Every summer vacation during college, I would return home. I found myself sleeping a lot, was paralyzed, and overwhelmed by my disability and how much effort it took for me just to get by. Some summers, I had jobs and was distracted from my insecurities and felt like I had more direction. After graduation from college, I used my Berklee education to give voice lessons.  I also rejoined my aerial company as a dancer and a teacher. But I still was not in a space where I could focus on producing music. I felt alone and without direction. Only now during the pandemic, with no work or other things to distract me, I realized that I have to create the space to start writing and focusing on my music again. I reached out to friends and the music community, and am excited about where my art is going.

Can you give our readers some background on your music?
My music is mainly influenced by jazz, different Latin music styles, and pop. Because dance is such a big part of who I am as a person and a singer, I am exploring ways to integrate my aerial dance with my music. As a member of a largely disenfranchised community, I often write about social-political issues. I also learned from an early age that art is political. Every year my community organizes huge cultural events like Day of the Dead and Carnaval. Many of the events take place in public areas; in the streets. It is a political act to come together in art and to celebrate who we are as a community. It’s also important to me as a songwriter to express my birachial, Latin, and queer experiences because there are so few queer BIPOC stories being shared or told. I’m currently working on new music if you want to hear my music stay tuned!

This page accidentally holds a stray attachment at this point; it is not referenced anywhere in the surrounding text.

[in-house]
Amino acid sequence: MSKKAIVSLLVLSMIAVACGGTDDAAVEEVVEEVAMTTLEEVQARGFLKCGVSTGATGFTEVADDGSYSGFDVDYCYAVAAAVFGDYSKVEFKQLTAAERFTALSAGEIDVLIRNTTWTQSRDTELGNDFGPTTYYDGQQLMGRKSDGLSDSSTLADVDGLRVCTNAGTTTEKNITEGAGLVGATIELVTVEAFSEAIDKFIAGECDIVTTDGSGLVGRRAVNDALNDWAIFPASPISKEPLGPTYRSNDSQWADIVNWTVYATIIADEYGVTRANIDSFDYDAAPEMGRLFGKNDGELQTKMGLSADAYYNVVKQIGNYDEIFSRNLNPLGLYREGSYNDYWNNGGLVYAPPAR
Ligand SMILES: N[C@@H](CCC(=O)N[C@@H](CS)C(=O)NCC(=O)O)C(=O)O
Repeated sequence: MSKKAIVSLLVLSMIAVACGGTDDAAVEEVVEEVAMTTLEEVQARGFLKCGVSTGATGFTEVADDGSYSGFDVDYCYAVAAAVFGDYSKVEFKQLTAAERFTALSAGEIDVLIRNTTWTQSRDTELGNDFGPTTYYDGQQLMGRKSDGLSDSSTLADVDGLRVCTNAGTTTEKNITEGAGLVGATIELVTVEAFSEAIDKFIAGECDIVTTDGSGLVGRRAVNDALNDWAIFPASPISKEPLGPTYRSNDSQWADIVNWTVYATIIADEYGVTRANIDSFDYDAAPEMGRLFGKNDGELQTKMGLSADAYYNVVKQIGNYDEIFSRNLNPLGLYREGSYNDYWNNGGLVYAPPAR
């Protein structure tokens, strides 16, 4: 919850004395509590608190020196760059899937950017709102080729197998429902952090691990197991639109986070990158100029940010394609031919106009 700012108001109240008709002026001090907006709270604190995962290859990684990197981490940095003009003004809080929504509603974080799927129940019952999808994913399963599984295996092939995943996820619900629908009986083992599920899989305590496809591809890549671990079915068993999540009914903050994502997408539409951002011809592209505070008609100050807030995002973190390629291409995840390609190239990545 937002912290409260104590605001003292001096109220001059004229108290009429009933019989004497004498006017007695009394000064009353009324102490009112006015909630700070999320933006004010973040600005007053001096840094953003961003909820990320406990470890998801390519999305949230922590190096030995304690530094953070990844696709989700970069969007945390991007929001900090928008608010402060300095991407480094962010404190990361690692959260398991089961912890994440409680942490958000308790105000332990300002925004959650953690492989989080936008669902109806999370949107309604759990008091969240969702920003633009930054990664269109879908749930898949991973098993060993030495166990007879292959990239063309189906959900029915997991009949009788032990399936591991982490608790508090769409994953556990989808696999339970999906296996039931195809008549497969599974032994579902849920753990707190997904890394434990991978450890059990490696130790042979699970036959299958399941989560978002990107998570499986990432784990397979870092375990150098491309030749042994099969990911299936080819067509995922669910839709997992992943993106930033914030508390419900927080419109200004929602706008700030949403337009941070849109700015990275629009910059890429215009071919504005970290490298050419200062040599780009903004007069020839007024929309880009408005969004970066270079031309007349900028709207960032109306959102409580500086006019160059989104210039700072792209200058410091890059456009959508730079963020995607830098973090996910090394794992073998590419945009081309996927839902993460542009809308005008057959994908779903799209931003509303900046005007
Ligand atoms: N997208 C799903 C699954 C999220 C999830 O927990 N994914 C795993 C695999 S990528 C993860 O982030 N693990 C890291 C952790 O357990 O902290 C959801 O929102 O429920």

What moment in your career do you look back most fondly on?
The proudest moment in my career so far has been co-organizing and performing for a pride, music, and arts online festival. We created the event to uplift queer, BIPOC voices and to create a community that supports one another and creates spaces for us to perform our music and art. This was especially important to me because, during the pandemic, it felt urgent to find commonalities of experience and struggle across differences and to create a place where we could support and uplift one another. I was also super excited by the positive responses I got to my performance.

Contact Info:

  • Phone: 4152406792
  • Email:
  • Instagram: @dulcedemeche

Image Credit:

1) Sarathi 2)Me 3) Tommy Marcus 4) Adam Antenor-Cruz